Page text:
If you’ve been using the fingerprint sensor on your fancy new iPhone 5s, and been amazed at its efficiency, then Apple’s recent patent filing will be of interest.
The iPhone maker filed two patents recently for the tech in its flagship phone, and there’s some new insight into the operation of the security technology. The first patent deals with how information is stored in a secure enclave on the phone’s A7 processor.
It was already known that the fingerprint sensor on the iPhone 5s doesn’t store an image of a user’s fingerprint, but rather creates a checksum after creating a map of the finger. That checksum data is then used to compare data whenever a finger is scanned to grant access to the phone. What the patent reveals that wasn’t known before is that the tech only lets scanned fingerprints be compared to valid prints – not the other way around. That is to say, it’s impossible to get access to the data and reconstruct a fingerprint.
Macrumors reports that the main inventor for the fingerprint security tech is Wayne Westerman, whose company Fingerworks was purchased by Apple in 2005. Westerman has also been heavily involved in the multi-touch technology that Apple’s worked on.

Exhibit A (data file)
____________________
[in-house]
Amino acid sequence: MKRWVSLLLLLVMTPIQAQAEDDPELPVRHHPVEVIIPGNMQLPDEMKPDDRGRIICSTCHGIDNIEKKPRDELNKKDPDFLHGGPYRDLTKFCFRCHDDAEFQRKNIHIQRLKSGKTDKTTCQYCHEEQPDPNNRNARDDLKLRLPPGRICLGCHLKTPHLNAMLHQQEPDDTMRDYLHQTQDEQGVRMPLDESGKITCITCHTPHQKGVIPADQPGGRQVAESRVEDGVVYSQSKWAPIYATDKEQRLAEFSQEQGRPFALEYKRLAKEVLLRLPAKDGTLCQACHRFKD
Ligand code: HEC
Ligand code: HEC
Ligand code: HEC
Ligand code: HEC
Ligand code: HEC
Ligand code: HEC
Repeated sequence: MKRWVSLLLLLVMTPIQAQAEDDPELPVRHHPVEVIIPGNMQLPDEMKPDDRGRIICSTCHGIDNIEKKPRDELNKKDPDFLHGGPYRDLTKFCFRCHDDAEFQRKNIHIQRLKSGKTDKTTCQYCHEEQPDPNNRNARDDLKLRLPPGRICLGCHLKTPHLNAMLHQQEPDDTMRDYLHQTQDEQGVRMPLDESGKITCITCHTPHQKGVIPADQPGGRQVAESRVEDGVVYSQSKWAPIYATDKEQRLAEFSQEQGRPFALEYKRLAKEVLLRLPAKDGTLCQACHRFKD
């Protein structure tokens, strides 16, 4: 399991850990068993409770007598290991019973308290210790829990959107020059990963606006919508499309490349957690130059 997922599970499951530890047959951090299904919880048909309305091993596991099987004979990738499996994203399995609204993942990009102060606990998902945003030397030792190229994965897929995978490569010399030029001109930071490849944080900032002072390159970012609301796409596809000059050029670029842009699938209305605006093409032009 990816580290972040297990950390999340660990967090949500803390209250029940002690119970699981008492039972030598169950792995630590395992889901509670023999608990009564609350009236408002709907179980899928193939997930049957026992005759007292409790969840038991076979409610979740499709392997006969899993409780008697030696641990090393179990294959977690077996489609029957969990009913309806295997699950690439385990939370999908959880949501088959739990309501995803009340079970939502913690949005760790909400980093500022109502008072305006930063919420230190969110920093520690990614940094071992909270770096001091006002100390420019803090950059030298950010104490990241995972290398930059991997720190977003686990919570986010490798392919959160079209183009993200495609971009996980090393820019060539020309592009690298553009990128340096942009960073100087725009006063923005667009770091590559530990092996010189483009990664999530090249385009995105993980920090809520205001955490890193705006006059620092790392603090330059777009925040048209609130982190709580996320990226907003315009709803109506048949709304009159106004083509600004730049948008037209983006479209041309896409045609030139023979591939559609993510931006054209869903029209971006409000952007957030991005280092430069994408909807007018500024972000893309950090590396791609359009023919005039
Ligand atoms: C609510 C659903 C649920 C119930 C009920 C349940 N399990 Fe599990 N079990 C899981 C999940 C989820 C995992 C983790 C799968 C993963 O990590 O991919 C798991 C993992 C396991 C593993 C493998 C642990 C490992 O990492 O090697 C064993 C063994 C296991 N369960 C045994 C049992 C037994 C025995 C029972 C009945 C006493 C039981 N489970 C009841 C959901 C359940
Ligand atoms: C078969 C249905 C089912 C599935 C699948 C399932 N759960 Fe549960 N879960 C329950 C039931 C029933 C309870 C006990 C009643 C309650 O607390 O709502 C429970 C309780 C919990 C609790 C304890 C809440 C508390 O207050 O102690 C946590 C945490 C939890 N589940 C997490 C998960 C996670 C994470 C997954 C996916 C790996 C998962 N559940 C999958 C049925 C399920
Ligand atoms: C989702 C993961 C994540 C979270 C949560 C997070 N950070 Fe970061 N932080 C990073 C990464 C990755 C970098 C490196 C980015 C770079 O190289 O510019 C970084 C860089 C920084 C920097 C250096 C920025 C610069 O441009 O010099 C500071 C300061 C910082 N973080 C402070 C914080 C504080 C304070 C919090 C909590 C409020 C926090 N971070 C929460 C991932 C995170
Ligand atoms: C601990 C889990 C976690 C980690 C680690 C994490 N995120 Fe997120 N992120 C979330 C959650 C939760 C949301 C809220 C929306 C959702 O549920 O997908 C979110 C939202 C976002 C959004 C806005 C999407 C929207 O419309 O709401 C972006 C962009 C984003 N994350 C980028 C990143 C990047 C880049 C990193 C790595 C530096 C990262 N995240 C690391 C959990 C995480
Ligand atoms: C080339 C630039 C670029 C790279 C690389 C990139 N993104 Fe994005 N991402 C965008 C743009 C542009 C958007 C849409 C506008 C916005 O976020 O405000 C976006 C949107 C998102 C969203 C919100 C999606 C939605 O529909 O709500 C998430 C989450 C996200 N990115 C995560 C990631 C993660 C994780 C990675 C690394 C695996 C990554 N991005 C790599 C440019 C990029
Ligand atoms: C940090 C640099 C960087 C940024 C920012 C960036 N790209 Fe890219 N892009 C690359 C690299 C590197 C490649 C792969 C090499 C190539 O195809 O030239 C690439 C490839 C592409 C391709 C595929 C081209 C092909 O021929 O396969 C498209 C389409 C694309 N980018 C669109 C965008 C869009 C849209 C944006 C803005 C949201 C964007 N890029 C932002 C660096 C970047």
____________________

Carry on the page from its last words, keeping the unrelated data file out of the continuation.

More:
The second patent filing is for the actual construction of the fingerprint sensor. It includes a full exploded view of the entire sensor’s design. As previously noted, the sensor is a scanning type, rather than a swiping type. Until now, most fingerprint readers in consumer technology have been strips that require a finger to be swiped. Apple’s solution uses an image sensor and lens to scan a finger, much like a digital camera.
Interestingly, these patents were only filed in March, and haven’t been awarded yet.